Bangladesh garment industry wage fight shakes core economic pillar


Government alleges link between protests by opposition and inflation-weary workers

Police confront garment workers in Ashulia, on the outskirts of Dhaka, during a recent demonstration for higher wages. (Photo by Nazmul Islam)

DHAKA — A prolonged wage dispute in Bangladesh’s garment industry risks damaging a critical economic engine while adding to political turmoil that has rocked the country in recent weeks.

After major protests and violent clashes with police, the government last week mandated a 56% hike in the monthly minimum wage for workers making ready-made garments, to 12,500 taka or about $113. But workers said the increase was “paltry” and not enough to cope with soaring food prices and record inflation. Almost all unions, collectively representing 4 million people in the sector, rejected the hike and have continued to boycott shifts and block roads in Gazipur and Ashulia, the two main industrial belts on the outskirts of Dhaka.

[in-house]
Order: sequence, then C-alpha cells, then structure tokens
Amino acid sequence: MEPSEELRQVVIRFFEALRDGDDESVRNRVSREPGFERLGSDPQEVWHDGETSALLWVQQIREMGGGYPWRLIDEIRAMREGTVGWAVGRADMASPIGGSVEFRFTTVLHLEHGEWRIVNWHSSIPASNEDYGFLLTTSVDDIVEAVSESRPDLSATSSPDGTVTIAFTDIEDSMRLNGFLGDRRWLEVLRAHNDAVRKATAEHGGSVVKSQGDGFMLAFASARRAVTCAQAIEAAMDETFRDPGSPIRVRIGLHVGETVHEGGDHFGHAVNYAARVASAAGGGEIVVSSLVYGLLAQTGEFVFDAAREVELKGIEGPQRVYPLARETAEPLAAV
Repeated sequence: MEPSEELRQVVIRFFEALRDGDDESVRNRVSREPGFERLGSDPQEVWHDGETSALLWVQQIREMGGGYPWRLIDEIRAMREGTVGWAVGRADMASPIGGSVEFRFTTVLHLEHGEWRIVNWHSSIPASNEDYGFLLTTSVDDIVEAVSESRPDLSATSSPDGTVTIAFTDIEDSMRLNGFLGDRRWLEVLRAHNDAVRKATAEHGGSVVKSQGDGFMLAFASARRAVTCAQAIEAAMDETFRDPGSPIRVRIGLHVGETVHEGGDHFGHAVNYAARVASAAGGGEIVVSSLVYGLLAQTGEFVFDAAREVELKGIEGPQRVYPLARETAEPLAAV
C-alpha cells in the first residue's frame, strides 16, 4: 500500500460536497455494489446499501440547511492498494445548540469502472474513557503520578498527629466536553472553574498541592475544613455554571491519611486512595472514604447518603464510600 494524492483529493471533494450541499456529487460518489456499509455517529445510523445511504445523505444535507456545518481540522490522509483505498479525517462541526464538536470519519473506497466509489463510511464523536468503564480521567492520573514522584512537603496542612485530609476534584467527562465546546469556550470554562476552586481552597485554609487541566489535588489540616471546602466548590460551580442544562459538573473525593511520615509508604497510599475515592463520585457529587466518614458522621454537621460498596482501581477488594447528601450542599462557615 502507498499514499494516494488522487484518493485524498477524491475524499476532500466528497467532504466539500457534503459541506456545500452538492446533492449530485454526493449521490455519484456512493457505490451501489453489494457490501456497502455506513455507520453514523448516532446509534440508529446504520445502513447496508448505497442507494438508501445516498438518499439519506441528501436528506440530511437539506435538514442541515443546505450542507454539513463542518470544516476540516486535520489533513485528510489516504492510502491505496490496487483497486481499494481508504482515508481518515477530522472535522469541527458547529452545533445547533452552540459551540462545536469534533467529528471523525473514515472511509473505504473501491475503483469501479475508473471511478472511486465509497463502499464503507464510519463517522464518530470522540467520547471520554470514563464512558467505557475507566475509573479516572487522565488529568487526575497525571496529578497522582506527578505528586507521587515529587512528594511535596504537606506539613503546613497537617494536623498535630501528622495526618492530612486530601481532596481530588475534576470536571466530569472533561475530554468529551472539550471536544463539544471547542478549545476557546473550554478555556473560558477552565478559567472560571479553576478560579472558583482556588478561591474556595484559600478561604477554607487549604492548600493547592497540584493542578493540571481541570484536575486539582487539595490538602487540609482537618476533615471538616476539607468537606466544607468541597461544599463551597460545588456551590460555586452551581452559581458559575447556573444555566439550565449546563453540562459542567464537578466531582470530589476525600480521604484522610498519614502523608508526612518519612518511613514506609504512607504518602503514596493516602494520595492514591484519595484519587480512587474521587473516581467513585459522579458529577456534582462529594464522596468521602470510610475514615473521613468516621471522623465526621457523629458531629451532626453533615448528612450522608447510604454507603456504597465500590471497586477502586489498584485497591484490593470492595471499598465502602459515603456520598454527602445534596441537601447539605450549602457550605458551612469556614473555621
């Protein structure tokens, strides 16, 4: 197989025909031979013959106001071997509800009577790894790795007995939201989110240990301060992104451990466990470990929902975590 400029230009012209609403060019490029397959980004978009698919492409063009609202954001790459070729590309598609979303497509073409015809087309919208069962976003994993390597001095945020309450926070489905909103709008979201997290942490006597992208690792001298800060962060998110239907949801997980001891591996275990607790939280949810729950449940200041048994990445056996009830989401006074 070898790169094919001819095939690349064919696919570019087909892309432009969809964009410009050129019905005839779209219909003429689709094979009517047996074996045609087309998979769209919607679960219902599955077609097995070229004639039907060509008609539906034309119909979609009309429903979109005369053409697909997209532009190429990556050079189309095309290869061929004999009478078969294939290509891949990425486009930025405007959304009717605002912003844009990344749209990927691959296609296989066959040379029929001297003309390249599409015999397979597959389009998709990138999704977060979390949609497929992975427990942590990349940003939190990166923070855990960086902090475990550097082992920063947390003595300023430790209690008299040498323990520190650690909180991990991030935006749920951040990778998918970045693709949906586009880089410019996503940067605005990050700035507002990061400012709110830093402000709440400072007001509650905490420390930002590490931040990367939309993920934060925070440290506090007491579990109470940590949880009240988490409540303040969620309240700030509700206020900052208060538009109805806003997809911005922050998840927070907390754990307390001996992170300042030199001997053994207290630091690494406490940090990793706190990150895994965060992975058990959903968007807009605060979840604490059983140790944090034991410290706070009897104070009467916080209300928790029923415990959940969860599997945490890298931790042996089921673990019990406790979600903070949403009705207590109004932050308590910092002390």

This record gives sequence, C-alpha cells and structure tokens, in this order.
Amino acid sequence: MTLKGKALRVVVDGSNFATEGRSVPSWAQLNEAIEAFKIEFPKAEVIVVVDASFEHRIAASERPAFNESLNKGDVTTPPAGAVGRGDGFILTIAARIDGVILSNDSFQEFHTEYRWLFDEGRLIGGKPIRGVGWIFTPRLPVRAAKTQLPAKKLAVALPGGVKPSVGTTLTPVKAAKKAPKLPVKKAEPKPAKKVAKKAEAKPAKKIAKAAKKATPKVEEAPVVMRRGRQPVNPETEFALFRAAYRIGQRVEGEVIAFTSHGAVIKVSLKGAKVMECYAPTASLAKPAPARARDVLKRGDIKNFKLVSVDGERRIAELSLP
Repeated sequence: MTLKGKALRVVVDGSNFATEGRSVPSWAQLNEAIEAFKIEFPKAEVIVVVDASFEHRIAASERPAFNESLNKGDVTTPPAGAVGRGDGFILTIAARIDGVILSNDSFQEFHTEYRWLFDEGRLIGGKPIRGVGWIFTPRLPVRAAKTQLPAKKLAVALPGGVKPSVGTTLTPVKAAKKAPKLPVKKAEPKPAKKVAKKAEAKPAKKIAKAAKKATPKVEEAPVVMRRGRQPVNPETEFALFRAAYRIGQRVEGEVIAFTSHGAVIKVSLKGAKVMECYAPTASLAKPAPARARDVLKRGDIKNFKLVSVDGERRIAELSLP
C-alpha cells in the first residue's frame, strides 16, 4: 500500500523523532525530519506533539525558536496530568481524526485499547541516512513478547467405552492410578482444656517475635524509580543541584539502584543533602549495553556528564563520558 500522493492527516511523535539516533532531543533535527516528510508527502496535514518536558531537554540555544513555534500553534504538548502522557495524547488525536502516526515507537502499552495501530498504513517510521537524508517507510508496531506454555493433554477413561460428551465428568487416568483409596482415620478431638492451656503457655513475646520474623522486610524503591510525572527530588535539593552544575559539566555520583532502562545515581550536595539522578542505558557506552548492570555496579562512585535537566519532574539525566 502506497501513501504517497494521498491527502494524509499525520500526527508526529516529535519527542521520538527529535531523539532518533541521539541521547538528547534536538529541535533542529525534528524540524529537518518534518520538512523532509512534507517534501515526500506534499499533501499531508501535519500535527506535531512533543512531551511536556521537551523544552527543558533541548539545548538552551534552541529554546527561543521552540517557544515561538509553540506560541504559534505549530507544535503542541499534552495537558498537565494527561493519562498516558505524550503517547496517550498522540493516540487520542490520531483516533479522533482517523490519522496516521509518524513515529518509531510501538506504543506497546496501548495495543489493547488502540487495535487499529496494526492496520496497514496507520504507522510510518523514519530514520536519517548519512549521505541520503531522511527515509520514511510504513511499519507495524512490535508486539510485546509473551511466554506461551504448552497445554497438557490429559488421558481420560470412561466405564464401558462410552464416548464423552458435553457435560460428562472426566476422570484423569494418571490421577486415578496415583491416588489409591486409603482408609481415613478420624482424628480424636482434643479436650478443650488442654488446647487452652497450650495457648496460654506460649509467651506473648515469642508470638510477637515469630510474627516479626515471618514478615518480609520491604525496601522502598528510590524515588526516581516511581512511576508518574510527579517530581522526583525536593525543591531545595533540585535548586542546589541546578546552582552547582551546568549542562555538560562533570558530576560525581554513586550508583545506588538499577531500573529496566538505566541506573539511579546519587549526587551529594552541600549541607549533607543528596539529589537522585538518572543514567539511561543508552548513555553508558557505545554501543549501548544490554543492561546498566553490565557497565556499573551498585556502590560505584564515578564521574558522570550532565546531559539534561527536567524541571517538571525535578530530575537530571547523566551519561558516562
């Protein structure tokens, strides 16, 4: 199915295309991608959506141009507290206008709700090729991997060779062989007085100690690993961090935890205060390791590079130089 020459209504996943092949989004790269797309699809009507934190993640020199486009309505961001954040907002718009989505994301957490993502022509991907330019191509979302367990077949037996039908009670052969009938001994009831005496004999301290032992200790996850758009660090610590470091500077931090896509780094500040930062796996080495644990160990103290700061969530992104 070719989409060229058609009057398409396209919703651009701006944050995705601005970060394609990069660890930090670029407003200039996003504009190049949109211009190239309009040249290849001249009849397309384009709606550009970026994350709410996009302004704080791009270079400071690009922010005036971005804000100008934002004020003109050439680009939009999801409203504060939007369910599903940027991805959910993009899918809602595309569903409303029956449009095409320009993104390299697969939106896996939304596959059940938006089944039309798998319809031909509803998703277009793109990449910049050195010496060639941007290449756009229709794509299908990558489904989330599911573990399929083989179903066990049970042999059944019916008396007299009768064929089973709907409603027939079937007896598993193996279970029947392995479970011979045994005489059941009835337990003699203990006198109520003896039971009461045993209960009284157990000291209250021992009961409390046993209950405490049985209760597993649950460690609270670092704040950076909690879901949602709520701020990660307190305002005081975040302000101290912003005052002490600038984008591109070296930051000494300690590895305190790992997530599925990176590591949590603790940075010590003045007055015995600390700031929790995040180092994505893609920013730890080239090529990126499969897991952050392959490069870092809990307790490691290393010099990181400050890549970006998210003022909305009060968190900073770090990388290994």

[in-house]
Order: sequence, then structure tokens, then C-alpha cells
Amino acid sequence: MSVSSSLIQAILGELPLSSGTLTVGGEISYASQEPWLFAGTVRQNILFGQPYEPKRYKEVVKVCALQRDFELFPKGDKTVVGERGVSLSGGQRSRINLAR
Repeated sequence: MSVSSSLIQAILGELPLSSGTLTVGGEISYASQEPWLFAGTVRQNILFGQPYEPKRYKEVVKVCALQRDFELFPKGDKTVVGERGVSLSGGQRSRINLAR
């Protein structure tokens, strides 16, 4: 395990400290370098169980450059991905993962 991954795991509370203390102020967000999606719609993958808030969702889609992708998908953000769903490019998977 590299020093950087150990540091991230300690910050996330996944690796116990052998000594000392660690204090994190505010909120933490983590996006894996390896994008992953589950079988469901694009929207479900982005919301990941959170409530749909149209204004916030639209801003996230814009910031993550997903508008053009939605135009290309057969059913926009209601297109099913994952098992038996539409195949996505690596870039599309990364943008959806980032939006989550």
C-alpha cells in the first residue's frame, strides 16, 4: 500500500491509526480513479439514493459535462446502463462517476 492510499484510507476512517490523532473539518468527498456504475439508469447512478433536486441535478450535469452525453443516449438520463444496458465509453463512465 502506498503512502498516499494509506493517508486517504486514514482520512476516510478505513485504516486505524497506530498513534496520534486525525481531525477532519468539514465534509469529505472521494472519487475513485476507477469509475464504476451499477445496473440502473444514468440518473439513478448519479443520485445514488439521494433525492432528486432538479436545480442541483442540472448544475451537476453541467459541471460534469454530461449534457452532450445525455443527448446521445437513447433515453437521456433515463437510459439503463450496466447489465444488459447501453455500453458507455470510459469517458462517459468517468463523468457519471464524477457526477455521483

The protests, widely considered the worst wage-related unrest in a decade, have coincided with countrywide blockades by the main political opposition Bangladesh Nationalist Party (BNP). They are demanding that Prime Minister Sheikh Hasina resign immediately so that the next election, due in January, can be held under a neutral caretaker government.

Not only has Hasina steadfastly rejected that demand, she has sought to tie the two protest strands together, blaming the garment strikes on the BNP and warning of a stern response.

“Garment workers should be aware that they would have to return to their villages and live in unemployment if they cause damage to factories,” Hasina told a recent gathering in Dhaka. “We know who incite these protests and acts of vandalism, and we know which individuals from BNP are involved.”

Ready-made garments are a vital source of income. They account for about 80% of Bangladesh’s annual exports of $55 billion and 16% of its gross domestic product. At a time of growing concern over dwindling foreign exchange reserves, the country can ill afford disruptions in the industry.

The wage dispute, coupled with the political protests and scores of arrests of opposition figures, is clouding the future of the economy as well as Bangladeshi democracy itself.

Labor union leaders protest in Dhaka, asking for compensation for garment workers who died in clashes with police. (Nazmul Islam)